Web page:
Blinking light therapy could help "early awakening insomnia"
About 15 percent of people aged 65 and older go to sleep too early in the evening and find themselves awake early in the morning. It's called "early awakening insomnia." It gets in the way of having a social life.
However, a new treatment could help in the future.
Grad student Erin Ryan is wearing goggles with a blinking blue light. You might think it would be annoying, but Ryan says it's like a relaxing day at the beach.
"It was kind of nice like laying on the beach with some warm sun in your face when it was on," she said.
Ryan is participating in a study at the Lighting Research Center at Rensselaer Polytechnic Institute in New York.
They're comfortable, too. That's important because the goggles are geared to help insomnia patients catch up on sleep.
The device is geared for seniors whose sleep has become disordered. They fall asleep too early, like 7:00 pm and find themselves awake at 3:00 am.
Why this happens is three-fold - aging, an inability for the body to effectively absorb light, and not spending enough time out of doors. Taken together and you have a shortage of exposure to blue light during the day.
"If you want to delay your bedtime you need this type of light in the evening hours," said Mariana Figueiro, Ph.D.
Figueiro, a sleep researcher, says not getting enough blue light affects melatonin levels. Melatonin helps us fall asleep. The goggles deliver the right color light.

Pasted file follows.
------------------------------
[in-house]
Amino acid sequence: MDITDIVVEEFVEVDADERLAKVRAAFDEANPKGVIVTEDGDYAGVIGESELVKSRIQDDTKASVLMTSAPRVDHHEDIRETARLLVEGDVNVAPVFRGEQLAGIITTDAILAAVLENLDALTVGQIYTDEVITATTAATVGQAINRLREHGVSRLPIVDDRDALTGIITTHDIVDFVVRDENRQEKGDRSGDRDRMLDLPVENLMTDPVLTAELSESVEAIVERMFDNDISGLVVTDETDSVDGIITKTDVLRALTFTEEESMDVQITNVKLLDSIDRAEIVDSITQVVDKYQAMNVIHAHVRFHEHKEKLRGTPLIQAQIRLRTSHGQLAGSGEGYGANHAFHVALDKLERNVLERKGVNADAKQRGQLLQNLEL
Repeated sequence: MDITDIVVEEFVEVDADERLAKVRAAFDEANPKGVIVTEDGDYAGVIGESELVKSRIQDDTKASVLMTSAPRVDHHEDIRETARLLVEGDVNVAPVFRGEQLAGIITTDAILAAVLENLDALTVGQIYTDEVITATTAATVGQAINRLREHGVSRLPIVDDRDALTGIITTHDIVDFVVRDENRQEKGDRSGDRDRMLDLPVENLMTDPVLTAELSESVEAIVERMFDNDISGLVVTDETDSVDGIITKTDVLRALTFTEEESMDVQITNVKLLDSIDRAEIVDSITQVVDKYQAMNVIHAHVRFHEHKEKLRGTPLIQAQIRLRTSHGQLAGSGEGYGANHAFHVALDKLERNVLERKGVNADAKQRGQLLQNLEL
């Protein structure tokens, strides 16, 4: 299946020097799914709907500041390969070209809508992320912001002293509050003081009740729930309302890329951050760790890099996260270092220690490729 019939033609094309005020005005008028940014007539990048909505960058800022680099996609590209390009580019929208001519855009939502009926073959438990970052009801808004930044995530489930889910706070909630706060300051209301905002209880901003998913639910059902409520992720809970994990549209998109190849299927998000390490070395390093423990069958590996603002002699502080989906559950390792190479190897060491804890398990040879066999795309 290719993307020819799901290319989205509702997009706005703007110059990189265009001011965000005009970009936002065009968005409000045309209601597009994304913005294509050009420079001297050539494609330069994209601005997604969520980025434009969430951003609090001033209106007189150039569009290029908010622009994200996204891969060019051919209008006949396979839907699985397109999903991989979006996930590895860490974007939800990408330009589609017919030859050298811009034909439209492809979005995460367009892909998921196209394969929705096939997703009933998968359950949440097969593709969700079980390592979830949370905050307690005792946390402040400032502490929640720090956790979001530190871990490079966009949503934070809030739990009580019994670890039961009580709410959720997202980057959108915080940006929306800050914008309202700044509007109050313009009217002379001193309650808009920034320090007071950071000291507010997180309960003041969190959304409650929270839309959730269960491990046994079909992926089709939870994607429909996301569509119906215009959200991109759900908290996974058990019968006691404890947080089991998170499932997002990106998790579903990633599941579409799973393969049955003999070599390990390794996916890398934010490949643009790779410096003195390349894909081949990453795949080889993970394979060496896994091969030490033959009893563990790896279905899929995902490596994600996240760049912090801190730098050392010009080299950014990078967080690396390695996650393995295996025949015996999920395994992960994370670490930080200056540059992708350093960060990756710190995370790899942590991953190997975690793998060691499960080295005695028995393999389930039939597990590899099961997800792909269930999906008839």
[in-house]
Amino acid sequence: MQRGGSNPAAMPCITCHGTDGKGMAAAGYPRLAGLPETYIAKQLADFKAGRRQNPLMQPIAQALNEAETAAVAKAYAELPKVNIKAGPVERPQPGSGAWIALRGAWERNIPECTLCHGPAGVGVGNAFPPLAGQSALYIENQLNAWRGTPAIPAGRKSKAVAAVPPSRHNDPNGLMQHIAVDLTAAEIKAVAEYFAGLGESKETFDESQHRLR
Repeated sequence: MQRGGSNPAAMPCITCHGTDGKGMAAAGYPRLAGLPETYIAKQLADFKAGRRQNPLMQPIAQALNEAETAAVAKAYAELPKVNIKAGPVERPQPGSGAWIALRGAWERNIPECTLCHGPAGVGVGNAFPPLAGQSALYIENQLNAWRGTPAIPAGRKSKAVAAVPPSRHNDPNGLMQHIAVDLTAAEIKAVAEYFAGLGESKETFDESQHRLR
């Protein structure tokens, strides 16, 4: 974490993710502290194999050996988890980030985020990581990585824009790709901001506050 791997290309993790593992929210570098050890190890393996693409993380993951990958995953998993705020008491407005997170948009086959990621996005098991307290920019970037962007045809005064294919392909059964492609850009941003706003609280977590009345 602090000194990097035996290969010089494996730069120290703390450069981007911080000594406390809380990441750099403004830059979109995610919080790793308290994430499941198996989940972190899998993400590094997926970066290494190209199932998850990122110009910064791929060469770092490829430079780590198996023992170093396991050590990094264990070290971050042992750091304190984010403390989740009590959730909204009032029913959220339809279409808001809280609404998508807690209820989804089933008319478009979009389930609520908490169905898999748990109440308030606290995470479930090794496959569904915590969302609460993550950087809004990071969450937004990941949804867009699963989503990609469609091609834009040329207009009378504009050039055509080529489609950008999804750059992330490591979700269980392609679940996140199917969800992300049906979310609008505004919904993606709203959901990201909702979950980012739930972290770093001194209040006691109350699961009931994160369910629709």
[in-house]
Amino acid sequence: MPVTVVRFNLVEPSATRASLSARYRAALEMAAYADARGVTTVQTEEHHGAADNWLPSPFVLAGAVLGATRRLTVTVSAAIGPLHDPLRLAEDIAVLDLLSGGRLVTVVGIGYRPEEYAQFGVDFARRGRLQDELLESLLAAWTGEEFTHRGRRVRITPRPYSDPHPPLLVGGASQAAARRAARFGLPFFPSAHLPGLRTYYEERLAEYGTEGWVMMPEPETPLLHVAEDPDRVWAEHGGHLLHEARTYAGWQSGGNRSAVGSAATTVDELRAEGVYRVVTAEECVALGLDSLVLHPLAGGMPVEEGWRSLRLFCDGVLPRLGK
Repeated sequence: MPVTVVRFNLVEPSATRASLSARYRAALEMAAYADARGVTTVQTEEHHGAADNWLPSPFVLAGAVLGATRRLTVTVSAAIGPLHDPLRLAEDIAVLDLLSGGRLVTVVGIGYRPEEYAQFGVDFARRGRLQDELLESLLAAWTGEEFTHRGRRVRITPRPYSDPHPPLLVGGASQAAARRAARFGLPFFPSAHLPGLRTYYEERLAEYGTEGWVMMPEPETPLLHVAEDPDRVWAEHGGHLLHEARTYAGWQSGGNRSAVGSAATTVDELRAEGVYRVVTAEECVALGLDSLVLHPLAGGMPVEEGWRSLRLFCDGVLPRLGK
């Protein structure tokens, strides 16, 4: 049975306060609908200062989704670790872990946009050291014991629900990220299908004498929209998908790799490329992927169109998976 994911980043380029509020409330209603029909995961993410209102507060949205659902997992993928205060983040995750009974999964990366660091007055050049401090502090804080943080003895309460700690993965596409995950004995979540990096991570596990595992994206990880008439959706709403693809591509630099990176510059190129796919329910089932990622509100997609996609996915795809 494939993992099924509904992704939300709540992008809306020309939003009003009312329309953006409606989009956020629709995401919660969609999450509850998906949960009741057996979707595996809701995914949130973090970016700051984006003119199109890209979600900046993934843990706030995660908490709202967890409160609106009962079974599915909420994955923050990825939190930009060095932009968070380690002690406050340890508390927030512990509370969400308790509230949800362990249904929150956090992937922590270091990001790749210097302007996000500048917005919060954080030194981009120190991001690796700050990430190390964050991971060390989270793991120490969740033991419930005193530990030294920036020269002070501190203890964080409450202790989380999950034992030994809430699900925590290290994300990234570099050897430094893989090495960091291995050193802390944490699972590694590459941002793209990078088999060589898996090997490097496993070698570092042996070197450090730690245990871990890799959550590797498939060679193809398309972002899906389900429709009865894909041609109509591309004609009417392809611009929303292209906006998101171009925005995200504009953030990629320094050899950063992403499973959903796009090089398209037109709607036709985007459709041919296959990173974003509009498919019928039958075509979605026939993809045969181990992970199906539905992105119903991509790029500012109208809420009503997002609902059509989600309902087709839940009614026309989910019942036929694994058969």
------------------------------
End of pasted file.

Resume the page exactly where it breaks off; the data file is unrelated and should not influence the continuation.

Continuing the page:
"This fools the brain, it depends on the timing you get it, stretching daytime a little bit longer in the evening," said Figueiro.
Study participants sign on for six weeks.
"So we're giving people enough light that it will go through your eyelid and then it will have an effect on the melatonin level. And that flashes every 30 seconds and you're gonna wear it about 2 to 3 hours every night," she said.
Saliva will be tested for melatonin levels during the first week of treatment and the two weeks off treatment.
When the cycle is repeated, the light will flash red. That helps with another chemical, cortisol - which helps us transition from sleep to wakefulness in the morning hours.
"So what we're very interesting in doing...how you get all the different biomarkers to do the right thing at the right time," said Figueiro.
Call Barbara Plitnick, RN at 518-687-7166 for more information on the study.